This step can be optional if you are an actor who lives in a market where a lot of work is done in studio, and if you are just hoping for voiceover to be supplemental to your other acting work. HOWEVER—without a home studio, you are counting yourself out of a LOT of potential income streams, and if you are recording your agent auditions using an iPhone’s built-in mic, you might be positioning yourself poorly to compete against professional voice actors who are sending in fully edited auditions with broadcast quality sound. 

Sound treatment is the main thing you need to focus on. Not only do you need a space that is relatively free of outside noise, but then you have to make sure the sound isn’t going to have any weird reverb or other noise issues. And your basement may seeeeeeem quiet until you start recording and realize you can hear your cat purring at your feet, your ceiling fan in the other room, the roommate walking around downstairs, and the neighbor mowing the lawn. If it takes you hours to get a clean take of a single audition, you’re going to get very frustrated very fast. Find the quietest space in your house and create your recording sanctuary. And if you have to, turn off the HVAC, impose quiet hours for your family, or record at night when the planes stop flying.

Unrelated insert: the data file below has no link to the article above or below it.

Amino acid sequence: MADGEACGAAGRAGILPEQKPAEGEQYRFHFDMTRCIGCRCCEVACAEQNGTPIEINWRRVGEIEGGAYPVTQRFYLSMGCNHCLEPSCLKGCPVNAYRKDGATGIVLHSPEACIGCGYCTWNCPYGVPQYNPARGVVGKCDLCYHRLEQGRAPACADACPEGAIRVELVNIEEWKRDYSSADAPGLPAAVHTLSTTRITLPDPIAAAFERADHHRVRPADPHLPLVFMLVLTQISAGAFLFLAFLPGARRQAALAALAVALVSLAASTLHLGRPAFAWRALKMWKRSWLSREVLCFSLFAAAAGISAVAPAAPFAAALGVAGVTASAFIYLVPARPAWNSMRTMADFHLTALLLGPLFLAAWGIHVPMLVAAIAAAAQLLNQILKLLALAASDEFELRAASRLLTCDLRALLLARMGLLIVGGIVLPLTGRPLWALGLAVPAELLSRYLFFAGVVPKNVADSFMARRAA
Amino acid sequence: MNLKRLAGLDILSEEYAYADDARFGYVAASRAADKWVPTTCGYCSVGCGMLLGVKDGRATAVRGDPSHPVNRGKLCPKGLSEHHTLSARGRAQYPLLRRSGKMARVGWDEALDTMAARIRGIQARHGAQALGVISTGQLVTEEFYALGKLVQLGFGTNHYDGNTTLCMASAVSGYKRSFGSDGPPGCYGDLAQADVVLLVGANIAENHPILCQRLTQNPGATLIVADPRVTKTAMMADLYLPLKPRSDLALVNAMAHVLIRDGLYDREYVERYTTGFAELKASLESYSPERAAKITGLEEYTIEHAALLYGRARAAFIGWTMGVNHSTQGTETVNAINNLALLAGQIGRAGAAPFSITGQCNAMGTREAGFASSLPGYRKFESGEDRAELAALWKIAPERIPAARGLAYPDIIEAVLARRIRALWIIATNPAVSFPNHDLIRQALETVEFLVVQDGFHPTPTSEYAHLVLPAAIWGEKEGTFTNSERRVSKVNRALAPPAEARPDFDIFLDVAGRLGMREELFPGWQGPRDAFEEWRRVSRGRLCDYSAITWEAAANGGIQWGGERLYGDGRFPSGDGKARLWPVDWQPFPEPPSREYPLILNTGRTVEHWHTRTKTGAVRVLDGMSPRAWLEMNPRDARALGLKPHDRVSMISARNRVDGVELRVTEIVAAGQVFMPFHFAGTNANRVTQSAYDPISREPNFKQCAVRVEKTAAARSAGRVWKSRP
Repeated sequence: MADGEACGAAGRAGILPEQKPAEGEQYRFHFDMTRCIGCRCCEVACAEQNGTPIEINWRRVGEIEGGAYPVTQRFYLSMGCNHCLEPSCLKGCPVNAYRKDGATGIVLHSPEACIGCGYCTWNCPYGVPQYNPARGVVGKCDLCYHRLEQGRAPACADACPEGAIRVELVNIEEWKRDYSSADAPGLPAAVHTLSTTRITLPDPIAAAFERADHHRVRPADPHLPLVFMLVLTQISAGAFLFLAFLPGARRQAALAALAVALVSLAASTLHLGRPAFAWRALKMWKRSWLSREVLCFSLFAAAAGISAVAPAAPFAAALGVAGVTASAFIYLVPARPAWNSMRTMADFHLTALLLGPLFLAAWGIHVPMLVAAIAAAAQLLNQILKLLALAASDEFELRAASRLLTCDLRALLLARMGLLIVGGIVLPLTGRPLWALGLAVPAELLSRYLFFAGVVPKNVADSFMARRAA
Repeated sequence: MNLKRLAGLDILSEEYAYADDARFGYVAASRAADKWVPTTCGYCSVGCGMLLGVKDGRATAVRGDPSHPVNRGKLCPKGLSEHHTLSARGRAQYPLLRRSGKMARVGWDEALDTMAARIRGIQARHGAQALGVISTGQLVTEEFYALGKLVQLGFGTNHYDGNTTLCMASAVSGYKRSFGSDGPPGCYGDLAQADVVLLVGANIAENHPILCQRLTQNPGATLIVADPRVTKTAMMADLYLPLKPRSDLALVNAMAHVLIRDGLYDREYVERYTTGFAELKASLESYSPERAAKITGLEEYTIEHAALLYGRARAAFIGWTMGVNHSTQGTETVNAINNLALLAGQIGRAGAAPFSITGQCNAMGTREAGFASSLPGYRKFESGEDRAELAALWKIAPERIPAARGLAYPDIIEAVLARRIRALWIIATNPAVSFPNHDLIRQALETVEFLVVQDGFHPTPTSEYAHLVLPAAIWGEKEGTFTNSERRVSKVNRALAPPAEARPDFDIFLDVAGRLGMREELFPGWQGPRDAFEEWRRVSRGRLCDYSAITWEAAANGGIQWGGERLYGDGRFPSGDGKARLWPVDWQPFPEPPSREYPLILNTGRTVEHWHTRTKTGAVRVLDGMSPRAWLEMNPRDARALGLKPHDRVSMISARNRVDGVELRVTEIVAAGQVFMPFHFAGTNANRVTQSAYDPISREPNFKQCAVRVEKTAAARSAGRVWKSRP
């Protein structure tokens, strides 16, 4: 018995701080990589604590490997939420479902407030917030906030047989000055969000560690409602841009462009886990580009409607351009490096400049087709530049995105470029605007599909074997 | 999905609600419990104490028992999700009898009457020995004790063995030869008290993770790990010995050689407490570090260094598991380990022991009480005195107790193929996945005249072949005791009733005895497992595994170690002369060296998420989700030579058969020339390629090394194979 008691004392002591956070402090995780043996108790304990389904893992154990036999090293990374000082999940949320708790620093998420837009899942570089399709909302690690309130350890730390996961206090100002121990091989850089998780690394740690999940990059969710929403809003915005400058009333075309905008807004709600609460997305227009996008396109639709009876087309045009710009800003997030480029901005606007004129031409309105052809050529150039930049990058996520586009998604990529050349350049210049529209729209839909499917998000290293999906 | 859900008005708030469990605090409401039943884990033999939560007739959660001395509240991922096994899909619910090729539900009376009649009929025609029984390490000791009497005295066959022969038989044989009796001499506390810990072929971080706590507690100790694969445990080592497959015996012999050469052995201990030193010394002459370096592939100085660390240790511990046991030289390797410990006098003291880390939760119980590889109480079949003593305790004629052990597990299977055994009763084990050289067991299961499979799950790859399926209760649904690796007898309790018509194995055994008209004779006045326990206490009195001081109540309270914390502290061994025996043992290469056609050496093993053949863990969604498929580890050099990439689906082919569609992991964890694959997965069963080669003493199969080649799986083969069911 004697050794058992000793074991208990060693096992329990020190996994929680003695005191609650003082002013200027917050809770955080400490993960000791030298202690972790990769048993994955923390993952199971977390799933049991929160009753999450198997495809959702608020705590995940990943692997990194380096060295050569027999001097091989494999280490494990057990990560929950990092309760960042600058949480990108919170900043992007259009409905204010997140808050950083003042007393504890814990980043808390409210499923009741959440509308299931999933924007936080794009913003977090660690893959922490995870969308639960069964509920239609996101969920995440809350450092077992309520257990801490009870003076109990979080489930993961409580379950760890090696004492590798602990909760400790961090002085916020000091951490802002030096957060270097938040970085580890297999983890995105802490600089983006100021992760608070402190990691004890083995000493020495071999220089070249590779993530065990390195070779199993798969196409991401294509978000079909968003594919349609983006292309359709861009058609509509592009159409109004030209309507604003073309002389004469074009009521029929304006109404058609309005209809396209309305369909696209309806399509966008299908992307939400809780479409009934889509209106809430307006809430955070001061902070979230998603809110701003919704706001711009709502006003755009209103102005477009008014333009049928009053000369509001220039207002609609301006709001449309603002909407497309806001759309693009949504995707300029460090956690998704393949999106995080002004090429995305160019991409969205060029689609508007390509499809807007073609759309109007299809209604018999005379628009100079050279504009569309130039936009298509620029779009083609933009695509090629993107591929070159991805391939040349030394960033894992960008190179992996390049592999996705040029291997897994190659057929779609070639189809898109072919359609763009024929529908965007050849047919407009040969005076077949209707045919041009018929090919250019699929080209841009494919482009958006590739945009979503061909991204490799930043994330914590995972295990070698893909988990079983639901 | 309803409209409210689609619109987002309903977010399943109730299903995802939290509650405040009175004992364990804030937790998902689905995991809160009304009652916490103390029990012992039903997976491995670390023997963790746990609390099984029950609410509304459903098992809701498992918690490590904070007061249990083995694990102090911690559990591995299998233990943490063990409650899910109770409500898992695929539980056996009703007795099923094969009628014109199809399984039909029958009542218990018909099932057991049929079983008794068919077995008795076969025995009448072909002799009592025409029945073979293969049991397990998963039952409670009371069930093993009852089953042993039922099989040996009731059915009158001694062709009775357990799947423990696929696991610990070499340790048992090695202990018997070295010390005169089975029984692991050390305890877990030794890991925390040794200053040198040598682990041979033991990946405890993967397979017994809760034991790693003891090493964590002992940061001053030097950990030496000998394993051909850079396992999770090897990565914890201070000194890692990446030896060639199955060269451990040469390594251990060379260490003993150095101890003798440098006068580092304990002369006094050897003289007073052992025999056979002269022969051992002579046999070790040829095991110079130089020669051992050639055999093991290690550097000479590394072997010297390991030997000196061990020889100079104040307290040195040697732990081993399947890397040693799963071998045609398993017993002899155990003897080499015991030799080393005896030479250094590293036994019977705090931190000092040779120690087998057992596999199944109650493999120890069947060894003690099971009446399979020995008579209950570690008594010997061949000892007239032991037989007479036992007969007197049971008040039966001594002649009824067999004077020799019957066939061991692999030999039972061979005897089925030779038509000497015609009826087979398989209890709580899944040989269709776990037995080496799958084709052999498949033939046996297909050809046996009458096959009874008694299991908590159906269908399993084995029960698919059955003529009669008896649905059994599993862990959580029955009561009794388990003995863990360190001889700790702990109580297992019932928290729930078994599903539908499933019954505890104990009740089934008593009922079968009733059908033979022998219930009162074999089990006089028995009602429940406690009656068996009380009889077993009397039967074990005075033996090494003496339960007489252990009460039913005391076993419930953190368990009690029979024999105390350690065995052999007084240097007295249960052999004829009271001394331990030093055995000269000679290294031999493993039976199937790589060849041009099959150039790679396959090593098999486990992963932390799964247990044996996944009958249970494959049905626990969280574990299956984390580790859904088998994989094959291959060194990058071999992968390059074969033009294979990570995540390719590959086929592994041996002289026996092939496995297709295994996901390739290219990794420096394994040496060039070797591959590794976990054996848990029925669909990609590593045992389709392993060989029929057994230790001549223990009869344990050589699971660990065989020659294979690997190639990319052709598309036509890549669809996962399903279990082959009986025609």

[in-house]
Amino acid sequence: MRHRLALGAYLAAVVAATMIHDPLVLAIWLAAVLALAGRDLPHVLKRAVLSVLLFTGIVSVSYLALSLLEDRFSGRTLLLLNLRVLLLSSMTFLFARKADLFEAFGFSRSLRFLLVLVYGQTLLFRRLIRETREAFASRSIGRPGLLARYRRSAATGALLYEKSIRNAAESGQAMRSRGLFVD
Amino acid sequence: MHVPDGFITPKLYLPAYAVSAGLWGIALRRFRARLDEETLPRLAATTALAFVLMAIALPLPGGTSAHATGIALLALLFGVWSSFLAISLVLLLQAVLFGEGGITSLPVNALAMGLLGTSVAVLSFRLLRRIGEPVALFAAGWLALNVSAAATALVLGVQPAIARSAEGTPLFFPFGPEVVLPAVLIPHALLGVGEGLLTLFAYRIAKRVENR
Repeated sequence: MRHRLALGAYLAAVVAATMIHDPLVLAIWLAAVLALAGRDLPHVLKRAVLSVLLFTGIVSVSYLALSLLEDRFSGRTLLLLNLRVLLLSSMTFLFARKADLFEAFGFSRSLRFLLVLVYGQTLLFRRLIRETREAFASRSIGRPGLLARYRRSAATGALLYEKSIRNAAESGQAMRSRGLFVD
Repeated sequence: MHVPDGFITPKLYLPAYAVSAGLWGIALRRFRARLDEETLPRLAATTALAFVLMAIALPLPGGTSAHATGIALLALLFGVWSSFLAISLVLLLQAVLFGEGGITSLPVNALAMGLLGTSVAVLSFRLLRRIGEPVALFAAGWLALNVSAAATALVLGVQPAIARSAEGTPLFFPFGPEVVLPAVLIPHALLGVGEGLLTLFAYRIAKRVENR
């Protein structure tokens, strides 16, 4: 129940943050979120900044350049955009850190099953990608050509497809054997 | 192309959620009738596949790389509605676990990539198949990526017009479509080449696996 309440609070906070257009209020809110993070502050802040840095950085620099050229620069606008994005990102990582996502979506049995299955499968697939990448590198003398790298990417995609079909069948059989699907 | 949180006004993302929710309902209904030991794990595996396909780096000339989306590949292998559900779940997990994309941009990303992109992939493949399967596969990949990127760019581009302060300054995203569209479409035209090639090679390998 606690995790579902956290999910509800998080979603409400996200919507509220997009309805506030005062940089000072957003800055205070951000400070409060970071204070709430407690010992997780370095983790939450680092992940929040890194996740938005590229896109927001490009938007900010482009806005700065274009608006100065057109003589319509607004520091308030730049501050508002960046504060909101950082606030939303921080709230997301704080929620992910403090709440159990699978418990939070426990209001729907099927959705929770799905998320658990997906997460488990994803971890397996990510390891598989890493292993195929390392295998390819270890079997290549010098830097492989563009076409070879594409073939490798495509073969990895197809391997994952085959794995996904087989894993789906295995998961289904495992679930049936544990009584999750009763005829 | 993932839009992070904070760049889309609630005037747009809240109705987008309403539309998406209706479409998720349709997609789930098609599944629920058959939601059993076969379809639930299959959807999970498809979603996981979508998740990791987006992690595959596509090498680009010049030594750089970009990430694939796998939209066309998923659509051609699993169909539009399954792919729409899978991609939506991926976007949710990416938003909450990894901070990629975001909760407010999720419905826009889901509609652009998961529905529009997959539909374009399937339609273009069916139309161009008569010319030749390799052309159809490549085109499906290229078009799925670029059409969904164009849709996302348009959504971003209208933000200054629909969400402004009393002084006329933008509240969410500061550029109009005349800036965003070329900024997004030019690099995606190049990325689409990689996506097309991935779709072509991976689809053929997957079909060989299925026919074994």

When creating your home studio, don’t spend a ton of money right away, but also make sure you’re making a wise investment. The $100 USB mic isn’t going to cut it for more than doing auditions for your local agent, but you don’t need to buy $1000 Sennheiser when you’re just getting started either. Do your research, get a decent mic, an interface, a mic stand of some kind, a pop filter…and you’ll need cables. And a reliable computer.

I started with a Blue Yeti USB mic, which I bought about ten years ago when I didn't know better. Two years into starting to do VO, I upgraded to a Sennheiser MKH 416 and bought a Steinberg UR12 interface recommended by Uncle Roy so I could pursue my own clients and work from my home studio.